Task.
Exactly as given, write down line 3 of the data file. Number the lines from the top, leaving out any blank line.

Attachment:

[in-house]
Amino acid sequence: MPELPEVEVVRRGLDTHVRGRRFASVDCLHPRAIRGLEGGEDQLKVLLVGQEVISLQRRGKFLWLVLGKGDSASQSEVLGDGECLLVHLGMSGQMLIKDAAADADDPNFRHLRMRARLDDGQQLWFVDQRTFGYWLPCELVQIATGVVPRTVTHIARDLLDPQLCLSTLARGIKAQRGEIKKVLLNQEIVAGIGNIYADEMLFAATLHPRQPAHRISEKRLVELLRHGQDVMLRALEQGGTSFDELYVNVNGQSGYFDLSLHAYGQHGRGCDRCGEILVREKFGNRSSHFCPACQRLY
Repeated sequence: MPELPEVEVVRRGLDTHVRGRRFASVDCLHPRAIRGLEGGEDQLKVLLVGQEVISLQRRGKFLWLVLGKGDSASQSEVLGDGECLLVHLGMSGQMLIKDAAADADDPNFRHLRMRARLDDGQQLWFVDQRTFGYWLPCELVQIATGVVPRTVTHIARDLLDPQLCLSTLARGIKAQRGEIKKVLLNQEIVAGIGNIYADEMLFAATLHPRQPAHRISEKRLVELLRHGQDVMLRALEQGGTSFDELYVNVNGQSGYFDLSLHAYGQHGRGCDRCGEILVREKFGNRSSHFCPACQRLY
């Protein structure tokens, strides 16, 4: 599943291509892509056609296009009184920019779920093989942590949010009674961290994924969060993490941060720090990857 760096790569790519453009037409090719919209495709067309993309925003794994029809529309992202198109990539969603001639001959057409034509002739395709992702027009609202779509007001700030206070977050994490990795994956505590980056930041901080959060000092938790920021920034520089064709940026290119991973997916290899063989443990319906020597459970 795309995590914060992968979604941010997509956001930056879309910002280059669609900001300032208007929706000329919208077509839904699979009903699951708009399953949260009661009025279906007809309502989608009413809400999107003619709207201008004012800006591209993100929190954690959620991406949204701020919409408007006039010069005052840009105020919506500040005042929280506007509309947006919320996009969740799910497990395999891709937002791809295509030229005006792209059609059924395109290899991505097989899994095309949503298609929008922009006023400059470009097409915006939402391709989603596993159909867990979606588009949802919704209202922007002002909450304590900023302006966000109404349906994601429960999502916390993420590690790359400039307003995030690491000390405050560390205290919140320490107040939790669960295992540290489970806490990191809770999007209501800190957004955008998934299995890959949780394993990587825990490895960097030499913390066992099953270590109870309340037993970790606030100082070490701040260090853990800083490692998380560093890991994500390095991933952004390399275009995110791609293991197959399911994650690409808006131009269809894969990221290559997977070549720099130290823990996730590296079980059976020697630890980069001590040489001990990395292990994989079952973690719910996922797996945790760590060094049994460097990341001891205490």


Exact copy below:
Repeated sequence: MPELPEVEVVRRGLDTHVRGRRFASVDCLHPRAIRGLEGGEDQLKVLLVGQEVISLQRRGKFLWLVLGKGDSASQSEVLGDGECLLVHLGMSGQMLIKDAAADADDPNFRHLRMRARLDDGQQLWFVDQRTFGYWLPCELVQIATGVVPRTVTHIARDLLDPQLCLSTLARGIKAQRGEIKKVLLNQEIVAGIGNIYADEMLFAATLHPRQPAHRISEKRLVELLRHGQDVMLRALEQGGTSFDELYVNVNGQSGYFDLSLHAYGQHGRGCDRCGEILVREKFGNRSSHFCPACQRLY